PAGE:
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Let's look at the following example.

Ordering[{0, 20 Sqrt[5], 40 Sqrt[5], 20 Sqrt[5], 20 Sqrt[10]} // N]

gives the right answer

{1, 2, 4, 5, 3}

but if one removes the N, one gets the wrong answer

Ordering[{0, 20 Sqrt[5], 40 Sqrt[5], 20 Sqrt[5], 20 Sqrt[10]}]
{1, 2, 4, 3, 5}

Is it a bug?

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For a similarly confusing problem with the same origin, look here – Leonid Shifrin Mar 8 '12 at 16:38
up vote 30 down vote accepted

This is probably because by default Sort doesn't just use numerical values, it includes structure information as well. From the doc:

Numeric expressions are sorted by structure as well as numerical value:

In[1]:= Sort[{Sqrt[2], 1, 2, 1/Sqrt[2]}]

Out[1]= {1, 2, 1/Sqrt[2], Sqrt[2]}

Sort by numerical value only:

In[2]:= Sort[{Sqrt[2], 1, 2, 1/Sqrt[2]}, Less]

Out[2]= {1/Sqrt[2], 1, Sqrt[2], 2}

along with the following doc:

Sort usually orders expressions by putting shorter ones first, and then comparing parts in a depth-first manner.

gives us a hint why. If you run TreeForm /@ {0, 20 Sqrt[5], 40 Sqrt[5], 20 Sqrt[5], 20 Sqrt[10]}, you'll see that the last layer (Rational) is the same for all four Sqrts. Then the next depth down is the Power, in which 10 is the outlier, and is greater than 5, so will be placed last. Finally, comparing {20, 40, 20} will give the ordering {1, 3, 2}, which when put together with the original list gives you the ordering:

In[77]:= Ordering[{0, 20 Sqrt[5], 40 Sqrt[5], 20 Sqrt[5], 20 Sqrt[10]}]

Out[77]= {1, 2, 4, 3, 5}
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nice explanation.. – PlatoManiac Mar 8 '12 at 15:56
Thanks! I actually learned a bit about MMA's sorting :). Good question! – tkott Mar 8 '12 at 15:56
+1, one more thing I have to check when I'm using it, like the non-orthogonality of Eigenvectors with the same eigenvalue ... :| – rcollyer Mar 8 '12 at 16:01

No, this is not a bug, and Ordering does not give a wrong answer.

Quoting the documentation of Sort,

Sort[list,p] applies the function p to pairs of elements in list to determine whether they are in order. The default function p is OrderedQ[{#1, #2}] &.

As you can see, Sort (and Ordering) compares using OrderedQ, not Less.

OrderedQ uses a special ordering that is applicable to any Mathematica expressions, not just numbers. Read about it on the doc page of Sort.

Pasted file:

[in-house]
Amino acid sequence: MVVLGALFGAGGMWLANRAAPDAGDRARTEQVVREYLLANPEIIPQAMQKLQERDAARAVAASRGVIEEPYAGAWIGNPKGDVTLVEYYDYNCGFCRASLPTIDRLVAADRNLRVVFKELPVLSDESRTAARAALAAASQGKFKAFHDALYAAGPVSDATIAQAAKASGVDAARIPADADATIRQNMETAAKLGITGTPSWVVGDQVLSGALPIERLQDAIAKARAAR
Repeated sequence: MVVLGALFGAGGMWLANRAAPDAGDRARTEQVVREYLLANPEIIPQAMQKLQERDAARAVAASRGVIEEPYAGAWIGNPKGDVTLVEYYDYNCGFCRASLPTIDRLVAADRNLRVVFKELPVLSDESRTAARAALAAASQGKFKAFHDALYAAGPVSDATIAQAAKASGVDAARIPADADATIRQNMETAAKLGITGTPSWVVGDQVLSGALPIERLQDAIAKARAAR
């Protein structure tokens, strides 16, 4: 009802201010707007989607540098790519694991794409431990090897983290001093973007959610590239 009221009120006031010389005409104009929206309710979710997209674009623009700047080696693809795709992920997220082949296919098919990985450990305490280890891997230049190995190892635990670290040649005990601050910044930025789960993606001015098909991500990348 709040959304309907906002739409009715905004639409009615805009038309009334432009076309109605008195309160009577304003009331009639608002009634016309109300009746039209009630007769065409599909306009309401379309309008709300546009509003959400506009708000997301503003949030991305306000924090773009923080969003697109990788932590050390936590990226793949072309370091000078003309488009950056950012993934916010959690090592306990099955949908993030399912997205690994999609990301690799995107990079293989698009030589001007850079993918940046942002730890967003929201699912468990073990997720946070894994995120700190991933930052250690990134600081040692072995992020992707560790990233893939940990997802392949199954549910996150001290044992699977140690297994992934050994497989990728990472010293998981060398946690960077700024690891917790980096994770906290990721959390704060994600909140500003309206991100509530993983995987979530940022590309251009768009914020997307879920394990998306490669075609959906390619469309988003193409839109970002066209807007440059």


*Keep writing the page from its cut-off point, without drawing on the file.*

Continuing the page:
The rule I believe applies here is the following:

Sort treats powers and products specially, ordering them to correspond to terms in a polynomial.

This means that terms are interpreted as if they were in the form 10 var1 + 20 var2, i.e. variables with coefficients. The ordering is determined by the ordering of "variables" (which in your example correspond to Sqrt[5] and Sqrt[10]), and not their coefficients. Thus the canonical ordering is {40 Sqrt[5], 20 Sqrt[20]} and not the reverse, because Sqrt[5] comes before Sqrt[10] in the canonical order.

The reason for doing this is that Orderless functions will auto-sort their arguments in the same way. Thus if you write a polynomial, 10 y + 20 x, it'll be ordered on the variables yielding 20 x + 10 y.

So, if you want numerical expressions sorted by numerical magnitude, use

SortBy[list, N]

If you want to get the permutation that sorts them, use

Ordering[ N[list] ]
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I am certain that this has been asked either here or on SO, but I couldn't find it. – Szabolcs Mar 8 '12 at 16:01
I agree, it has been. I know it came up in reference to displaying Orderless functions. However, that is the only place that comes to mind off the top of my head. – rcollyer Mar 8 '12 at 16:14
@rcollyer It is another question I remembered. It was also about why Sort doesn't sort by numerical value. I wanted to link to it, but I couldn't find it. Regarding the question you linked to, PolynomialForm[1 + x, TraditionalOrder -> True] is interesting. Just like TraditionalForm, it changes the printing order of polynomials. – Szabolcs Mar 8 '12 at 16:19
PolynomialForm appears to be undocumented. Although, ?System`*Form does make for interesting reading. – rcollyer Mar 8 '12 at 16:23

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